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This is my most favorite gift that we are giving this year.
Even more than the tablets we are giving the kids, but that might just be because I'm frustrated with trying to set them up and figure out why they won't connect to our wifi. Seriously, Apple has spoiled me because all of their stuff just works and works easily, but with a 10- and 12-year-old, there was no way that we were going to buy them iPads because they are 10 and 12, which means their gifts have to be indestructible or at least not cause their father to cry if they break them.
...And on that point, can I just say I miss the days when you got the kids presents that you spent four hours putting together instead of electronic gifts that require massive hours and Google to set up?
In September, World Vision introduced our first-ever travel sweepstakes: Supporters who found new sponsors for five or more children in a month's time were eligible to win a trip to Peru to witness the impact of child sponsorship firsthand. Just over a month has passed since the sweepstakes closed, and we are ready to officially announce our two winners!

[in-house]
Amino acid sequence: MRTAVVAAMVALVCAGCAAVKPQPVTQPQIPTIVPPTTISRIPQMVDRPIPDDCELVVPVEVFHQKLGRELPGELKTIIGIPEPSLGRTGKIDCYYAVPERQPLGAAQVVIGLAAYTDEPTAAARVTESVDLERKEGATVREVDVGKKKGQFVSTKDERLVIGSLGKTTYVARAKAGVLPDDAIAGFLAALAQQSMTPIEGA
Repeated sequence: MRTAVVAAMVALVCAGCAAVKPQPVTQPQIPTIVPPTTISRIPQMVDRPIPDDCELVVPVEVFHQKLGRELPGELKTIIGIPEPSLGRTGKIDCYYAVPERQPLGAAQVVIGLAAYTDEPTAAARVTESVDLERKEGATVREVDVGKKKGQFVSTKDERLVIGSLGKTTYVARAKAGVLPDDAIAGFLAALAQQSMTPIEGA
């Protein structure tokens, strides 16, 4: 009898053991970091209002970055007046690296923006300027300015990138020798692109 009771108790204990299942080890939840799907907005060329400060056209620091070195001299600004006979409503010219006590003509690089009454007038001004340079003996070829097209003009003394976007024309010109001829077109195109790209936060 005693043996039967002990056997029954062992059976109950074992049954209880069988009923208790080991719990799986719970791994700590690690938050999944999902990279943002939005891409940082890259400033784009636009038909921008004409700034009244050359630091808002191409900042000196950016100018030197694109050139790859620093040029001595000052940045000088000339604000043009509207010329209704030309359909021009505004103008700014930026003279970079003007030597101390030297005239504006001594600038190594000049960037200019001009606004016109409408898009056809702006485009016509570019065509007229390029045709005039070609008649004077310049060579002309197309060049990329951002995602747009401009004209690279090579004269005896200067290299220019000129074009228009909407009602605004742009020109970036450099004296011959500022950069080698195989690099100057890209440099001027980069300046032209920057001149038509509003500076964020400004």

Congratulations Sarah Baerg of Trabuco Canyon, California, and Terry Adams of Venice, Florida! We're very excited to have Sarah and Terry travel with us to visit sponsorship communities of Huanta and Forjadores del Futuro (Huamanga) in Peru, where they’ll meet sponsored children and their families and local World Vision staff members.
We're also blessed that so many more children have been sponsored because of the encouragement of current sponsors and the generosity of new ones. We thank each person who helped to make this possible -- whether you were a sponsor entering to win, or a new sponsor to a child in need.
Photography is an art.
Photography is a skill.
Photography is a form of communication.
A single picture can tell a story that crosses cultural and linguistic boundaries. It can evoke emotion or engagement (think National Geographic, Afghan refugee), freeze a moment in history (think WWII), or even start a revolution (think Arab Spring).